For 33 years, from 1964 to 1997, not one of our Prime Ministers had been educated at an independent, fee-paying school. For a slightly shorter period of 29 years, the same was true of Leaders of the Opposition. When Margaret Thatcher fell in 1990 and there was an election for the succession (then confined to MPs), one of the candidates, Douglas Hurd, suffered grievously from having been to Eton. He was also the son of a Tory MP who had gone to the Lords and the grandson of an MP.
Before 1965, when his party moved to a system of election, he would have been the obvious, perhaps the inevitable choice to emerge from the customary processes of consultation. He would have made a perfectly adequate Prime Minister, maybe a better one than John Major turned out to be. But Mr Major (as he then was) was billed as the boy from Brixton, in this capacity winning the support of Old Etonians such as the late Alan Clark. In desperation, Mr Hurd was forced into playing the game of Lowlier Than Thou, in which he claimed to have been a scholarship-winner whose father was a tenant farmer.
Oddly enough, no comparable assault was mounted on the other candidate, Michael Heseltine, on account of his early education at Shrewsbury. But perhaps it was not so odd after all, because it was enough to point out that it was he who was the assassin. In fact, Mrs Thatcher thought, as she presumably still does, that she was not brought down by him, the parliamentary party or even Sir Geoffrey Howe (who was present at last Thursday's bunfight) but by the Cabinet, whom she accused of "treachery with a smile" and where Mr Kenneth Clarke (who was not among Thursday's guests) played a leading part in telling her she was not going to win and ought to withdraw from the contest.
One way of interpreting recent events in the Conservative Party is to say that only now, after 15 years, has it come to terms with the assassination and is prepared to put the horrid episode into the attic. Certainly, Lady Thatcher herself has kept quiet. She gave her personal support to the last four leaders of her party (though with the unopposed Mr Michael Howard she did not have much choice). None of them turned out to be any good. It would have been understandable if some brave spirit had taken her aside and echoed C R Attlee's words to Harold Laski in 1945: "A period of silence on your part would be welcome."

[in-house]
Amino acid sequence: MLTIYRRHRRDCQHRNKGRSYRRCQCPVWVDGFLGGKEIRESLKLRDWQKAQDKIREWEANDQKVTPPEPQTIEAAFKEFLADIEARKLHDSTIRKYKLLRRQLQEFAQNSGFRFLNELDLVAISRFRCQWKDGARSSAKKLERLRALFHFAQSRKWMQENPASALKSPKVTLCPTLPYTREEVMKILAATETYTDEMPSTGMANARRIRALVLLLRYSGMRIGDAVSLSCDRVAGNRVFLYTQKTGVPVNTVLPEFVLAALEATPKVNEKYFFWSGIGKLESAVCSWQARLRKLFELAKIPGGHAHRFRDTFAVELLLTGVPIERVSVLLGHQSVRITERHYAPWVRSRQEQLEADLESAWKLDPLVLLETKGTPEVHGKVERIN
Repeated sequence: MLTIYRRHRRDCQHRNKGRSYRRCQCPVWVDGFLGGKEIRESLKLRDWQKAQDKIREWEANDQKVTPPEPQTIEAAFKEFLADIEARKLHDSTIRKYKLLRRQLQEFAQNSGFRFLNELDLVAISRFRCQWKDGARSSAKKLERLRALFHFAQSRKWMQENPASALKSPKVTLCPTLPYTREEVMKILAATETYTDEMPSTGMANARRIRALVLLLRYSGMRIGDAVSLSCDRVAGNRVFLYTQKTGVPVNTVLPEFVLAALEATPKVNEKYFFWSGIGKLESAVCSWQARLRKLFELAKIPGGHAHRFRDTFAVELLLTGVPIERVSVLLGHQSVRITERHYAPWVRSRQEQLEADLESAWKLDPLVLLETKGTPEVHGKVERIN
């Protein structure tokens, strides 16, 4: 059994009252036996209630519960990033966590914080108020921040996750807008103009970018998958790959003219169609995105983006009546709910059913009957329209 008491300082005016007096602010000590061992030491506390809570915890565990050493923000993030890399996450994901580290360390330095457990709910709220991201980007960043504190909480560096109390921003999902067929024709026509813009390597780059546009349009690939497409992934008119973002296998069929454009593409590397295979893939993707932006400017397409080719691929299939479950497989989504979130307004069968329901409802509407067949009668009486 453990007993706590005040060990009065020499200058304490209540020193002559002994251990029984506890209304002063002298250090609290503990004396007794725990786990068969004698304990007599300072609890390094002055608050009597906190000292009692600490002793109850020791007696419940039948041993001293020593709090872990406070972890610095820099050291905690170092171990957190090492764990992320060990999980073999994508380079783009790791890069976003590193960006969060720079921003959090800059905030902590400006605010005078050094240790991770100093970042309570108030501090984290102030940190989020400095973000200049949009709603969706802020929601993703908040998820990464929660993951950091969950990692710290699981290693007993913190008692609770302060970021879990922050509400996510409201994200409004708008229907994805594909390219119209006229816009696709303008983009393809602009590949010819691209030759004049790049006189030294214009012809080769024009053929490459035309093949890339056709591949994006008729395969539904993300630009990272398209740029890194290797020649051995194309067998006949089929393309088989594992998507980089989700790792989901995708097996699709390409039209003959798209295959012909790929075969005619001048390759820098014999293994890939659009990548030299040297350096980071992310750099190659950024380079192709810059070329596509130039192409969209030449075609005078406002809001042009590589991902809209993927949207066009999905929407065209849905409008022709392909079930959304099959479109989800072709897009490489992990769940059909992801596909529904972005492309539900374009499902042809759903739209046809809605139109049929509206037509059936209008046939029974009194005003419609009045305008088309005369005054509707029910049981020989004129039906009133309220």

But the terrible events of 15 years ago have not been forgotten completely. How could they be? Thus Mr Clarke is still blamed for the great fall, even though he did no more and no less than a majority of the Cabinet of that time. And so some Thatcher loyalists are said to be determined to keep him away from the final two. It is not because he has a liking for Europe or sells cigarettes to the Third World (and why, I sometimes wonder, is it considered specially iniquitous to give some comfort to people whose lives otherwise offer scant consolation?). The hostility to Mr Clarke derives from what happened, or is supposed to have happened, a whole 15 years ago.
You do not have to be Sir Isaac Newton to work out that, of four candidates, six pairings are possible: Cameron-Clarke, Cameron-Davis, Cameron-Fox, Clarke-Davis, Clarke-Fox and Davis-Fox. It is theoretically possible for the pairing to be produced in one ballot, if the total vote of the bottom two is less than the vote obtained by the second-placed candidate. But I do not suppose this is going to happen. It is more likely that the first ballot on Tuesday will result in one dropout and that there will be a second ballot among three on Thursday.
The election has possessed several curious features. Dr Liam Fox seems to have produced a girlfriend specially for the occasion. Then there is the nature of Mr David Davis's support. It is hardly red in tooth and claw. Mr Damian Green is - or, at any rate, used to be - one of the favourite lunchtime companions of the more enlightened political correspondents, almost a successor to Chris Patten. One can only conclude that he has been disappointed by Mr Howard or even by Mr Howard's predecessors.
Then there is Mr David Willetts. What is he doing within Mr Davis's stockade? The trouble seems to lie in Mr George Osborne, Mr Cameron's friend and supporter, whom Mr Howard made Shadow Chancellor. Mr Willetts believes, with some justification, that the post should have gone to him instead. Nor was this simply a matter of pique or of thwarted ambition. That newest Tory nostrum, the flat-rate tax, was involved as well. Mr Willetts believes this is a complicated matter, not lightly to be trifled with. Mr Osborne has a simpler approach. In making it, he managed to confuse Latvia with Lithuania, much to the scorn of Mr Willetts.
But all this becomes insignificant compared to the question of whether, in his hot youth, Mr Cameron took drugs and, in particular, whether he took cocaine. It seems to have first arisen during a meeting organised in Blackpool by what we old journalists have been brought up to call Another Sunday Newspaper. Mr Cameron refused to answer one way or the other, as he still does. Frustrated, Fleet Street's Finest are moving their tanks up the line.
It would be refreshing if Mr Cameron, or one of the other candidates, said that drugs ought to be a matter for the medical and pharmaceutical professions and not for the criminal law - and that what anyone chose to do to his or her body's biochemistry was a personal matter. This is about as likely as the prospect that one of the candidates will promise to oppose Mr Blair's latest endeavours to deprive of us of our liberties. The most likely person to do this is Mr Clarke. Alas, in the climate of priggish repression created by Mr Blair, it provides one more reason why he may once again fail to win the prize.